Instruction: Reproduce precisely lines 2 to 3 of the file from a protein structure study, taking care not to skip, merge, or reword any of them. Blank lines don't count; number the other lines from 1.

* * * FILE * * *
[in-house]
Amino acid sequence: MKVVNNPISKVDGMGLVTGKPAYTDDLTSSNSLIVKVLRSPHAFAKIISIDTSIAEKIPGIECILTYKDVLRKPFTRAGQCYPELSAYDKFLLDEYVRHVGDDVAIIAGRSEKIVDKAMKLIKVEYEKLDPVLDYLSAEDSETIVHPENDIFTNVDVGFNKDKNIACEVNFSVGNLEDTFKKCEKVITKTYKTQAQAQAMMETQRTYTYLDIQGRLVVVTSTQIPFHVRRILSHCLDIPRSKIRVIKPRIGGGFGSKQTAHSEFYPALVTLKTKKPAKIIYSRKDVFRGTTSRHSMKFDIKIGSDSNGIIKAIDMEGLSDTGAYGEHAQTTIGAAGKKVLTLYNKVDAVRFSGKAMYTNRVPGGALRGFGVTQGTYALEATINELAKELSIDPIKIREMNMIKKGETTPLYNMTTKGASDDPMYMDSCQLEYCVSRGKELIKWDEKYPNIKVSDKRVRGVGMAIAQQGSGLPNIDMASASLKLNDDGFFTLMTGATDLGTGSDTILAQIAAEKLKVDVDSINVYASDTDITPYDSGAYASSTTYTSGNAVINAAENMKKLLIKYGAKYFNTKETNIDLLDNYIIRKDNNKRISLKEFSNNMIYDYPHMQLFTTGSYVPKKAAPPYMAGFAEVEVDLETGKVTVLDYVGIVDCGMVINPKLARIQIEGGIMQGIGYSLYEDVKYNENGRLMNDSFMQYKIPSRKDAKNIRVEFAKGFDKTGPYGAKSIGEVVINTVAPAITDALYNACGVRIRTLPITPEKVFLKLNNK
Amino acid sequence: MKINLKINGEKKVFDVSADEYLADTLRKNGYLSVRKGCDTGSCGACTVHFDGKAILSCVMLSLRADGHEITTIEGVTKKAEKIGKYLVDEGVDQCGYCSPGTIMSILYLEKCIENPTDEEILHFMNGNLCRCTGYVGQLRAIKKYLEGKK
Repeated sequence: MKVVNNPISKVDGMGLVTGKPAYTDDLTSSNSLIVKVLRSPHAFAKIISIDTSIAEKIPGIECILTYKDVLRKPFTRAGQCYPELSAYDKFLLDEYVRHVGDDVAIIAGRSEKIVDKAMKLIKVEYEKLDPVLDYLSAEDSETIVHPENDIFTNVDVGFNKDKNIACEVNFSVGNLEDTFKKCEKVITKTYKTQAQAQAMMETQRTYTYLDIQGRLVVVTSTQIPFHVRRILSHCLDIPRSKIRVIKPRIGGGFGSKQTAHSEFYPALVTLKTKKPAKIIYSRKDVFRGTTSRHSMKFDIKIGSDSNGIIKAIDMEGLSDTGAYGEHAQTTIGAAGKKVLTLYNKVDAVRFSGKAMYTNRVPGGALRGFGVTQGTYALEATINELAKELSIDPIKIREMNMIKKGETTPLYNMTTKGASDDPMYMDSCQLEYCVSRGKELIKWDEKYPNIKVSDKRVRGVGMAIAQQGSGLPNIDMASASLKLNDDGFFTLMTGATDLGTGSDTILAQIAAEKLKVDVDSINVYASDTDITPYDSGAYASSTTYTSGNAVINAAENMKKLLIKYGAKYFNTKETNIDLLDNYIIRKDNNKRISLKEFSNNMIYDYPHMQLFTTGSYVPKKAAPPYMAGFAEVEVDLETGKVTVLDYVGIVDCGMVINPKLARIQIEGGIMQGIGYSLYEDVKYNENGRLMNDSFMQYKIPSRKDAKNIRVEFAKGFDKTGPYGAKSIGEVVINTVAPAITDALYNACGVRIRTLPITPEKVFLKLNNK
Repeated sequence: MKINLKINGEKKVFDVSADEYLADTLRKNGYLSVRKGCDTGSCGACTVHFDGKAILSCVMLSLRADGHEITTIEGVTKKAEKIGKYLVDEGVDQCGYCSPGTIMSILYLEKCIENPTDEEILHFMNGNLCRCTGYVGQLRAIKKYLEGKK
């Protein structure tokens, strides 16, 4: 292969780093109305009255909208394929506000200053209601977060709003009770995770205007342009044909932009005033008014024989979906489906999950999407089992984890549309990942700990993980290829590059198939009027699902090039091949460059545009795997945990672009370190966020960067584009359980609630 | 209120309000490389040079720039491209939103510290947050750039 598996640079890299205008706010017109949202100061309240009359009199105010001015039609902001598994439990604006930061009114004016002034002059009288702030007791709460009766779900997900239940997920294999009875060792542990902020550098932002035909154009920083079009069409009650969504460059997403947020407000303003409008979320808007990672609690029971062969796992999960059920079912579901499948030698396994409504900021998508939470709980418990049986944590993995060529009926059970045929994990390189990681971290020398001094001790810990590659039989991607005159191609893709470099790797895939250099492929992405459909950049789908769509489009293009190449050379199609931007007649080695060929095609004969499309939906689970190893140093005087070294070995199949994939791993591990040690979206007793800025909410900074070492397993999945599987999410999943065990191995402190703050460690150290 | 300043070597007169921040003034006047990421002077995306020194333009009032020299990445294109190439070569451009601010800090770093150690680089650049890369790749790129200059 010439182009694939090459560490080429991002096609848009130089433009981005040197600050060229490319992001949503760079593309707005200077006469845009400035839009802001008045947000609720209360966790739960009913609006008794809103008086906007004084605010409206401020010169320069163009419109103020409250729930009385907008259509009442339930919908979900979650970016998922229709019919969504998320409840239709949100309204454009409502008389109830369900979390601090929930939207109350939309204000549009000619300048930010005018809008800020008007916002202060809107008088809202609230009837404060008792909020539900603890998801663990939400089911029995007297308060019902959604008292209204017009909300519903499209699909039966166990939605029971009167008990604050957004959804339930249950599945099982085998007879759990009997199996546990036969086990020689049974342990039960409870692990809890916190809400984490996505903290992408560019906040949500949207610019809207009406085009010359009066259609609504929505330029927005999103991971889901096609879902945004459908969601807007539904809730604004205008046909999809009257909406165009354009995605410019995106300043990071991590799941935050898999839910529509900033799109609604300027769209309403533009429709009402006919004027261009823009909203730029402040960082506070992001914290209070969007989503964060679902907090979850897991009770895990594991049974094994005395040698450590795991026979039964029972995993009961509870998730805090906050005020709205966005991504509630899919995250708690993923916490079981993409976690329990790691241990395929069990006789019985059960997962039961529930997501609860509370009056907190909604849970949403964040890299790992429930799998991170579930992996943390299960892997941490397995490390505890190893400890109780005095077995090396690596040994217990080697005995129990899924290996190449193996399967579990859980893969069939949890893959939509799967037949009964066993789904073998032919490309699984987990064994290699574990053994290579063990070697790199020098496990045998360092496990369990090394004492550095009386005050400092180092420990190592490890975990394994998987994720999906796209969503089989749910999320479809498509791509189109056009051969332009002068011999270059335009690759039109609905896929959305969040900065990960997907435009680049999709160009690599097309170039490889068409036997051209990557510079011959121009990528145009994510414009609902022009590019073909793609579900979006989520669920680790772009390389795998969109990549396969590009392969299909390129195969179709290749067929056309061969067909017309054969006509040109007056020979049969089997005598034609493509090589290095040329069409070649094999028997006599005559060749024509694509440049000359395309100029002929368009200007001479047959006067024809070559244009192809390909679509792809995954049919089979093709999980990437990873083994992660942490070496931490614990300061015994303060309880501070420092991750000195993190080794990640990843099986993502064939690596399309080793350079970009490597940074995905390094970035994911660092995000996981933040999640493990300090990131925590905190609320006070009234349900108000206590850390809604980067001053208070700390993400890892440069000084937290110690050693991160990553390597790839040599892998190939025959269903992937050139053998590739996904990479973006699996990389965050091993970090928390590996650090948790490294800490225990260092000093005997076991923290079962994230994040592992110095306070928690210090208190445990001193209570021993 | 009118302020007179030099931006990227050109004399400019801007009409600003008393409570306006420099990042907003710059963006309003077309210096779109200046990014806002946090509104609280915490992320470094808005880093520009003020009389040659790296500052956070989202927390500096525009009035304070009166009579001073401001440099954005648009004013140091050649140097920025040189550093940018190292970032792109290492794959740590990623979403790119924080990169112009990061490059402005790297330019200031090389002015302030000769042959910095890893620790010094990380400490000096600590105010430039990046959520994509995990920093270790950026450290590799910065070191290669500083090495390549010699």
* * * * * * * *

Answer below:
Amino acid sequence: MKVVNNPISKVDGMGLVTGKPAYTDDLTSSNSLIVKVLRSPHAFAKIISIDTSIAEKIPGIECILTYKDVLRKPFTRAGQCYPELSAYDKFLLDEYVRHVGDDVAIIAGRSEKIVDKAMKLIKVEYEKLDPVLDYLSAEDSETIVHPENDIFTNVDVGFNKDKNIACEVNFSVGNLEDTFKKCEKVITKTYKTQAQAQAMMETQRTYTYLDIQGRLVVVTSTQIPFHVRRILSHCLDIPRSKIRVIKPRIGGGFGSKQTAHSEFYPALVTLKTKKPAKIIYSRKDVFRGTTSRHSMKFDIKIGSDSNGIIKAIDMEGLSDTGAYGEHAQTTIGAAGKKVLTLYNKVDAVRFSGKAMYTNRVPGGALRGFGVTQGTYALEATINELAKELSIDPIKIREMNMIKKGETTPLYNMTTKGASDDPMYMDSCQLEYCVSRGKELIKWDEKYPNIKVSDKRVRGVGMAIAQQGSGLPNIDMASASLKLNDDGFFTLMTGATDLGTGSDTILAQIAAEKLKVDVDSINVYASDTDITPYDSGAYASSTTYTSGNAVINAAENMKKLLIKYGAKYFNTKETNIDLLDNYIIRKDNNKRISLKEFSNNMIYDYPHMQLFTTGSYVPKKAAPPYMAGFAEVEVDLETGKVTVLDYVGIVDCGMVINPKLARIQIEGGIMQGIGYSLYEDVKYNENGRLMNDSFMQYKIPSRKDAKNIRVEFAKGFDKTGPYGAKSIGEVVINTVAPAITDALYNACGVRIRTLPITPEKVFLKLNNK
Amino acid sequence: MKINLKINGEKKVFDVSADEYLADTLRKNGYLSVRKGCDTGSCGACTVHFDGKAILSCVMLSLRADGHEITTIEGVTKKAEKIGKYLVDEGVDQCGYCSPGTIMSILYLEKCIENPTDEEILHFMNGNLCRCTGYVGQLRAIKKYLEGKK